In Western Australia, and the whole of Australia, sculpturing of the Earth is not confined to geological processes that require many thousands or even millions of years. In very rare instances, the present landscape was produced in seconds by meteorites or asteroids colliding with Earth. Some of the resulting structures are hidden under sediments but some are clearly recognisable as craters. All but the smallest were formed by explosions that greatly exceeded anything man-made.
Meteorite impacts in Western Australia
There are over a dozen impact craters or old eroded and buried impact sites referred to as ‘impact structures’ known in Western Australia. Most are not easily seen to the untrained eye, but some form remarkable geological features. Below are three of the more spectacular or otherwise notable sites in Western Australia. View a virtual tour of state meteorite impact structures.
In July 2007, Geological Survey of Western Australia (GSWA) geologist, Arthur Hickman, was using Google Earth to view the area north of Newman when he discovered a circular feature resembling a well-preserved meteorite impact crater. The feature is 260 metres in diameter and consists of a raised rim that encircles a flat densely vegetated floor. The inner slopes of the rim are very steep whereas the outer slopes are gradual. The crater is thought to be between 10 000 and 100 000 years old.
Arthur emailed images of the feature to Dr Andrew Glikson from the Australian National University (ANU) for a second opinion. Andrew agreed it resembled an impact crater. In August, Andrew made a field inspection of the crater, and quickly sent back a radio message that field evidence had convinced him it was indeed a meteorite impact crater. He proposed it be named ‘Hickman Crater’ to refer to the geological structure produced by the impact.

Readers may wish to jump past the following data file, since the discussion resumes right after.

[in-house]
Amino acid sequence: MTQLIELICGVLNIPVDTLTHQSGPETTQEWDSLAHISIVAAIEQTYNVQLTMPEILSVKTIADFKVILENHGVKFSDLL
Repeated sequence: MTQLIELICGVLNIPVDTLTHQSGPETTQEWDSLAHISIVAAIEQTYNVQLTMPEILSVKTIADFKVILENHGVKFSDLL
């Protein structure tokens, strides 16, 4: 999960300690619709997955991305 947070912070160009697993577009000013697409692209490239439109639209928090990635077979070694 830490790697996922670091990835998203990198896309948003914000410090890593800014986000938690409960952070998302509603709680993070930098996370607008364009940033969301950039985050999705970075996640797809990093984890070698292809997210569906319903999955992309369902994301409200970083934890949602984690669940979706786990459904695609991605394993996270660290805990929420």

Arthur visited the crater in May 2008, and made additional observations, all of which supported a meteorite impact origin. In 2012, drilling established the original depth of the crater before it became filled with sand and clay. The true floor of the crater was intersected at a depth of 50 metres, making the total original depth of the crater 80 metres. Just above this floor, the drillcore contained impact breccia and melt glass produced by the intense shock and heating of the impact. About the same time as the drilling, small fragments of the meteorite were found on the crater rim.
Initial analysis of these fragments revealed that the meteorite was almost entirely composed of iron and nickel, but that minor amounts of other elements including cobalt and the platinum group elements (PGE) were also present. Studies are now well advanced to investigate the detailed chemical composition of the iron meteorite and to date the precise age of the impact using the Argon isotope method.
The following links provide more information about the Hickman Crater:
View the Hickman Crater in the State Meteorite Impact Structures Virtual Tour
Hickman Crater, Ophthalmia Range, Western Australia: evidence supporting a meteorite impact origin (article in Australian Journal of Earth Sciences)
Illustrated account by John Bunting
PowerPoint presentation: A newly discovered meteorite impact crater, Ophthalmia Range, Western Australia
Wolfe Creek Crater
Wolfe Creek Crater is a beautifully preserved simple impact crater and the main attraction of the Wolfe Creek National Park. The crater is a popular tourist destination, reached from the Tanami Road, about 145 kilometres south of Halls Creek in Western Australia’s remote southeast Kimberley region. The crater has a diameter of about 880 metres with the crater floor now about 55 metres below the rim, although at impact it was probably about 150 metres deep. A 50 metre diameter meteorite would be needed to produce such an impact. The crater is estimated to be about 300 000 years old.
See the following link for more information about the Wolfe Creek Crater:
View the Wolfe Creek Crater in the State Meteorite Impact Structures Virtual Tour
Woodleigh impact structure
Ancient impact craters that are now mostly eroded away or buried are referred to as impact structures. A huge impact structure known as Woodleigh — one of the largest discovered on the Australian continent — lies about 50 kilometres east of Hamelin Pool in the Southern Carnarvon Basin. Unfortunately it is buried by several hundred metres of younger sedimentary rocks. GSWA geologists have studied the impact crater by drilling, magnetic and gravity surveys (see gravity image of the structure) and seismic imaging. The size of the original crater has been controversial, but recent seismic data suggests it was about 51 kilometres in diameter. The age is not accurately known.
See the following links for other information about the Woodleigh impact structure:
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